Everyone is talking about how to save water this summer. Here are some helpful tips from Humboldt Growers Collective on how you can save water while doubling your yield, dramatically improving quality, and cutting your time and labor in half.
Have you ever thought about how proportion effects your plants? The way a plant allocates its energy is directly related to its proportions. As plants become taller than they are wide, they become less efficient. This is true at every phase of the growing cycle. Taller clones or seed starts have fewer branches and become woody, yellow, and diseased. Taller growing plants convert a larger ratio of biomass to vegetation rather than flowers. Taller budding plants produce flowers similar to hemp rather than the AAA product we all want. In every phase, plants that are taller than they are wide proportionately consume more water creating an inferior final product.
When you are choosing what kind of plant to grow, if you are located below 1500 ft elevation, choose clones; because they will do well in that climate zone and will use considerably less water than seed starts over their total term per pound produced. If you are located above 1500 ft elevation, you will have to grow seed starts. In that event, tie them down, trellis them, or weave them. Make sure that the profile of the plant stays wider than it is tall and you will see a marked decrease in water consumption, food consumption, and labor while seeing a marked increase in production and quality.
In any climate zone, “tie-downs” or “woven” or “trellised” plants will make your life much better. If you can grow in a greenhouse rather than outdoor, you can “light deprive” your plants. This will allow you to cut your growing season in half. Gallons to pounds, you will exceed your neighbors growing outdoor by at least two times while bringing your harvest to the table for sale months ahead of them. You can tell your neighbors,”I’m not consuming any water while the aquifer is low!”. You can also avoid pests and disease of all shapes and sizes. These problems won’t have as much time to develop.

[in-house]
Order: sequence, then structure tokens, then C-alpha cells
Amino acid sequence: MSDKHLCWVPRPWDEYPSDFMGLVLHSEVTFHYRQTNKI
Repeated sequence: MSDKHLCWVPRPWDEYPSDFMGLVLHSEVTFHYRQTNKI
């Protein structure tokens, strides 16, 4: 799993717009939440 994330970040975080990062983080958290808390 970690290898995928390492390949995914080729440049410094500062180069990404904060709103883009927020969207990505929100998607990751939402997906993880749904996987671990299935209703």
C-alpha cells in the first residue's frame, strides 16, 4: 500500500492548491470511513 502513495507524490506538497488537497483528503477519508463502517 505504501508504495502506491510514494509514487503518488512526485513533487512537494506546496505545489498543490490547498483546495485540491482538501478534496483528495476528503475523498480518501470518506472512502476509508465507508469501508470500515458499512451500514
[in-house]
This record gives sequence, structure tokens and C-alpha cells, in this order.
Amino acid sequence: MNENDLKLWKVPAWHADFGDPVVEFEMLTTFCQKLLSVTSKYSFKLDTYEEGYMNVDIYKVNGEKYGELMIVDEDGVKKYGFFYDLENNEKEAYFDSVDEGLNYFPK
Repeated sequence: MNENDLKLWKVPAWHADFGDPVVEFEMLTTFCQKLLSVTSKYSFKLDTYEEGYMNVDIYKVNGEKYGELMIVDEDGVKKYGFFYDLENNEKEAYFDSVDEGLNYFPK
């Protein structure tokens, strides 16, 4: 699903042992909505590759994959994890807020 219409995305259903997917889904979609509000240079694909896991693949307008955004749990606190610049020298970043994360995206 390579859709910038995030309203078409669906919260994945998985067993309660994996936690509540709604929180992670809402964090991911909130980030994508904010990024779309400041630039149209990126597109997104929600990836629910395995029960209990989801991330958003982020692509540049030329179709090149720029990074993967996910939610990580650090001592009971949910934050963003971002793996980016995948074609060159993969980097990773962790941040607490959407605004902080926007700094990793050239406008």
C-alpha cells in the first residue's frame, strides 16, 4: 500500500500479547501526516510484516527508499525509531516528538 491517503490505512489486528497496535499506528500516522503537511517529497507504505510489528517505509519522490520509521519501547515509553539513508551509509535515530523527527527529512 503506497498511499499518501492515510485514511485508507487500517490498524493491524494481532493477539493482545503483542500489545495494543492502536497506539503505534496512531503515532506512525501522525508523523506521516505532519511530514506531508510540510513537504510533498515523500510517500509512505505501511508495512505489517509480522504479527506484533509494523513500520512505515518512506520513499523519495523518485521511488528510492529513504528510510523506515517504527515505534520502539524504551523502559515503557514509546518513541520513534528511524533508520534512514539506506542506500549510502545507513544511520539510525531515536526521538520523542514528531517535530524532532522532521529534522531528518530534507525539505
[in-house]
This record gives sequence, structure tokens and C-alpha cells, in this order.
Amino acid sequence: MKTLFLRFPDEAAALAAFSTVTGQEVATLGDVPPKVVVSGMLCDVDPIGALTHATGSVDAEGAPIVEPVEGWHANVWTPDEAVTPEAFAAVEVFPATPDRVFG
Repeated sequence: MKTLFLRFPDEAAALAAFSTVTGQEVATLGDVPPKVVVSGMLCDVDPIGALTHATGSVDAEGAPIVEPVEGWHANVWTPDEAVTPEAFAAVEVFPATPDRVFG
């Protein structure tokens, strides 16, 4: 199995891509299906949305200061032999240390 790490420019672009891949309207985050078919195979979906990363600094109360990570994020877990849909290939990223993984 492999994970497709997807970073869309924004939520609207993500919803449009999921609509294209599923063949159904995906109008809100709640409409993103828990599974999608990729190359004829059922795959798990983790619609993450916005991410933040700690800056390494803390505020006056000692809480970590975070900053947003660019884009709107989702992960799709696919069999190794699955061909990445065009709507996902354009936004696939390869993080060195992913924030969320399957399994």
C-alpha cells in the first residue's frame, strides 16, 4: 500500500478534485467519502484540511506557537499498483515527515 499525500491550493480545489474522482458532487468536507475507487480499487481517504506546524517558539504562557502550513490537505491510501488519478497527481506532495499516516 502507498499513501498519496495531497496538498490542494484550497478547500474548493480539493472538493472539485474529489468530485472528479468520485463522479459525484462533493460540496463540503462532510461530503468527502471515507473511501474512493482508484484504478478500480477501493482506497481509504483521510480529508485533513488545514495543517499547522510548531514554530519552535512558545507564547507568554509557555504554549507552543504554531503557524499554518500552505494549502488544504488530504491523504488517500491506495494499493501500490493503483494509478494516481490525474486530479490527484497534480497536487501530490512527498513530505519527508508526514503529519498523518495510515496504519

By leafing your plants when they reach maximum size and then continuing to do so every 2 weeks afterwards, you can remove much of the unnecessary biomass you are supporting and focus all of your resources on viable product. The ratio of biomass removed correlates directly to the amount of resources saved! This also puts you in a position where at crops end you have already cleaned it. The need for costly “processing” lessens.
These solutions cost nothing, save you money in the long run and put a ton of money in your pocket when you need it!
If you want to go beyond “passive” strategies this season and have at least $6000.00 to work with, drill a well (vertical or horizontal), dig a pond, or install a rain catching tank. Stop diverting surface water! You can avoid persecution by the authorities and tell your neighbors.”I’m zero impact!”